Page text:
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Research And Science

NASS Gathers Feedback from Farmers and Ranchers about Their Survey Experience

Data collected from farmers and ranchers by the U.S. Department of Agriculture’s National Agricultural Statistics Service (NASS) allows for timely and accurate statistics that help our customers – U.S. farmers and ranchers, among many others – make informed business decisions. These vital data also affect farm policy, influence trade and the market, as well as academic and historical research. Producing these statistics depends on a positive survey experience for our customers.

Does Where You Live Affect What You Eat?

Every day, we make decisions about what to eat. And what we eat plays an important role in our body weight and long-term health. Given the high obesity rates in the U.S., a growing number of researchers are asking: how important is geographic access to restaurants in people’s food choices? Some observers argue that the abundance of high-calorie, less nutrient-dense restaurant fare is to blame for Americans’ poor diets and expanding waistline.

NASS Economic Data Help Farmers and Those Who Support and Serve Them

Working on my family’s farm in Montana as a teenager, one of the earliest lessons I learned from my father was the importance of understanding the farm finances. His lessons about maximizing profits instead of working to maximize yields have helped drive my understanding of farm economics. You could even say that my interest in these economics has influenced my career path within USDA’s National Agricultural Statistics Service (NASS) where I work on the Agricultural Resource Management Survey (ARMS).

Drivers of Improvements in Global Food Security

In 2018, 21 percent of the 3.7 billion people in 76 low- and middle-income countries do not have access to sufficient food for an active and healthy life, i.e. not food secure. However, by 2028, only 10 percent of the projected 4.3 billion people in these countries will be food insecure.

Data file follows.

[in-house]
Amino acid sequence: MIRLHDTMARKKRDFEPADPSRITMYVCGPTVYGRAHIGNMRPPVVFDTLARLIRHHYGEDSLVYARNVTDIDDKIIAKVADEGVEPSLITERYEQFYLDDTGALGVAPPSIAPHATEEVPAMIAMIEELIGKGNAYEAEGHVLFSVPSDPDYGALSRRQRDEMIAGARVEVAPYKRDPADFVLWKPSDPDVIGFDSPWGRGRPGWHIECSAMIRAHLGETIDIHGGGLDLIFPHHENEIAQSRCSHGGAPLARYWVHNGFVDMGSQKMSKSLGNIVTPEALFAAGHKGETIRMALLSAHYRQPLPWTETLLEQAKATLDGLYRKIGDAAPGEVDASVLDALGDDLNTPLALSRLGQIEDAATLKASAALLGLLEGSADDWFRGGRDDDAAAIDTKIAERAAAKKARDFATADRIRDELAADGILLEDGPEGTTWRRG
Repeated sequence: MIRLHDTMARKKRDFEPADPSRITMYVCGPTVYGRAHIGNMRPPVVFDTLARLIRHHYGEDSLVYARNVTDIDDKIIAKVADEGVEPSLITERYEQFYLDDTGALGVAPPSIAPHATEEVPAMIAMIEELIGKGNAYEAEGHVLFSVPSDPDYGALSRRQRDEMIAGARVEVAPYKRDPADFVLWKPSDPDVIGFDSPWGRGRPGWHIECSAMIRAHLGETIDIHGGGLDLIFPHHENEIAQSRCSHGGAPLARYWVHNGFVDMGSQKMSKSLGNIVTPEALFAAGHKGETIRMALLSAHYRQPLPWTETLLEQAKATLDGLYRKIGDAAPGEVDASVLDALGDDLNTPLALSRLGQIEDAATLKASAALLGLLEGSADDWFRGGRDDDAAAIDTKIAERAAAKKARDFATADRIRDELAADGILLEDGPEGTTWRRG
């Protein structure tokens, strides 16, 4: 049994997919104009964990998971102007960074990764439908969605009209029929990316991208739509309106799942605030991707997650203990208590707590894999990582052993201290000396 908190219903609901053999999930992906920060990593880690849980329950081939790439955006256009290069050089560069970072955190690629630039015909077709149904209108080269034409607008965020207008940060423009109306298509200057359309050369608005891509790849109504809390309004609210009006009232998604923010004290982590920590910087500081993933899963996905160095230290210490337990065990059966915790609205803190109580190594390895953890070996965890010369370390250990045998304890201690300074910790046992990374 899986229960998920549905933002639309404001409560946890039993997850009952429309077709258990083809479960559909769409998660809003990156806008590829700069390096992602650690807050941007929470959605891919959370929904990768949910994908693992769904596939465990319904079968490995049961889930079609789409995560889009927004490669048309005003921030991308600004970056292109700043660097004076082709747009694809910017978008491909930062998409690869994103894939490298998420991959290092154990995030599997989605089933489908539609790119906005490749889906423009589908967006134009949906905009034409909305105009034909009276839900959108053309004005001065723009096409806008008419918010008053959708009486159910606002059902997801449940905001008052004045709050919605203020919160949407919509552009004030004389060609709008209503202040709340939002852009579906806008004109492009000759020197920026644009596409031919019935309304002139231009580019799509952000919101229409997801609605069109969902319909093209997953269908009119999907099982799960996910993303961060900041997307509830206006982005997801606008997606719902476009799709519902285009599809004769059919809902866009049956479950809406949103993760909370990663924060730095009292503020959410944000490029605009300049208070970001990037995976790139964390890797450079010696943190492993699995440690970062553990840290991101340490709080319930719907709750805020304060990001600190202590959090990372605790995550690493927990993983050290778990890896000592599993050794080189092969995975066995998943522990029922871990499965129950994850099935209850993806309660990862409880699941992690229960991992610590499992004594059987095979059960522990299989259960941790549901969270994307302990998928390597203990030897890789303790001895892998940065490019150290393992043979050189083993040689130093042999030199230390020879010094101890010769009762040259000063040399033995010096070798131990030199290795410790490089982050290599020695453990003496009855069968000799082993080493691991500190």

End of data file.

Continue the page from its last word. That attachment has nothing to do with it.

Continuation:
Vertical Farming for the Future

Imagine walking into your local grocery story on a frigid January day to pick up freshly harvested lettuce, fragrant basil, juicy sweet strawberries, and ripe red tomatoes – all of which were harvested at a local farm only hours before you’d arrived. You might be imagining buying that fresh produce from vertical farms where farmers can grow indoors year-round by controlling light, temperature, water, and oftentimes carbon dioxide levels as well. Generally, fresh produce grown in vertical farms travels only a few miles to reach grocery store shelves compared to conventional produce, which can travel thousands of miles by truck or plane.

Employing Wheat's Bacterial Partners to Fight a Pathogen

Fusarium head blight is a devastating fungal disease affecting wheat and barley crops worldwide. According to the American Phytopathological Society, this disease has cost U.S. wheat and barley farmers more than $3 billion since 1990. Agricultural Research Service (ARS) scientists, together with land managers and other scientists at research universities, are taking a variety of approaches to solving this problem. These include breeding resistant cultivars, using massive disease-forecasting models and applying fungicides during critical junctures in crop growth to prevent fusarium head blight. Recently, many scientists have also become interested in the idea of employing microbial species that already live on and inside crop plants to do the dirty work of controlling disease epidemics.